An inorganic sandwich molecule, Na[Co(C2B9H11)2], able to produce vesicles through self‐assembly and known to produce strong dihydrogen‐bond interactions with amine groups is capable of interacting with proteins. This dual non‐bonding ability of Na[Co(C2B9H11)2] is what makes this molecule unique: it can be firmly anchored to a protein surface and is capable of extending over it. To prove this, the widely available bovine serum albumin (BSA), which has many pendant amino groups in its structure, has been taken as the model protein. It has been found that around 100 molecules of Na[Co(C2B9H11)2] preserve the native structure of BSA, while endorsing it with a significantly increased stability with respect to chemical‐ and thermal‐induced denaturation due to efficient encapsulation. The advantages of this encapsulation technique are two‐fold; the first is its simplicity as it relies on the anchoring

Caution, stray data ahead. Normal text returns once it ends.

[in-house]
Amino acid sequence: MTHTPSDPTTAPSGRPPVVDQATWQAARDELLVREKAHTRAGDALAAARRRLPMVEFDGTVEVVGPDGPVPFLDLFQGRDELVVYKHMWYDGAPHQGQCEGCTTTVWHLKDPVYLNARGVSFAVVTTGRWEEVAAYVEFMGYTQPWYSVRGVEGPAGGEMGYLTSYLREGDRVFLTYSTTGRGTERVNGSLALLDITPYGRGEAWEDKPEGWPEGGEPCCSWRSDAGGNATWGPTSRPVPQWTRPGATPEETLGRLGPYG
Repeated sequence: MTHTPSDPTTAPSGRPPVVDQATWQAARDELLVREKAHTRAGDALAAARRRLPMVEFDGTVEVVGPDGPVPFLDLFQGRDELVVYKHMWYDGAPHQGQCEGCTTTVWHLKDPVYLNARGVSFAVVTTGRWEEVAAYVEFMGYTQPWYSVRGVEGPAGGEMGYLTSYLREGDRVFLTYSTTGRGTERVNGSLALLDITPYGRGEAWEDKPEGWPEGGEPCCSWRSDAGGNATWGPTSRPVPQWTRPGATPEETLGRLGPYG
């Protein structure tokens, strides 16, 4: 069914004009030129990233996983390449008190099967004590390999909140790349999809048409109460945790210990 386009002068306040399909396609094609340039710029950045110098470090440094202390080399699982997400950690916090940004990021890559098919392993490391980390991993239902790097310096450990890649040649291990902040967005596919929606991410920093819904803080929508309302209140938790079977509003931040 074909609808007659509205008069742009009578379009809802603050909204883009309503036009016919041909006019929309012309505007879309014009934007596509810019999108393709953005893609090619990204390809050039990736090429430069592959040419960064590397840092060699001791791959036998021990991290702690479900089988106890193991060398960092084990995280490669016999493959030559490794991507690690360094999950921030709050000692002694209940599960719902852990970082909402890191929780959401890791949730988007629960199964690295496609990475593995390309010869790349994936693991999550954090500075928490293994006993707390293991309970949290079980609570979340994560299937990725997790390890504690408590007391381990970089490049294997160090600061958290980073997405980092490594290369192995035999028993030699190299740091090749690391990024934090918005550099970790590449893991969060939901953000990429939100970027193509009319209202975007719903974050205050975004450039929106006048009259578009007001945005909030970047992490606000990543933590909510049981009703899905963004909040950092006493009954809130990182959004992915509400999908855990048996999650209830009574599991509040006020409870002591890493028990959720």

capacity of Na[Co(C2B9H11)2] to the surface of the protein through the amine‐containing residues and the second is its self‐assembling capacity allowing it to spread across the surface. The dense shield of protection offered by Na[Co(C2B9H11)2] has been demonstrated by the inhibition of BSA pseudo‐esterase activity, which indicates that the inorganic corset around BSA protects its reactive surface residues, thereby preventing their acetylation.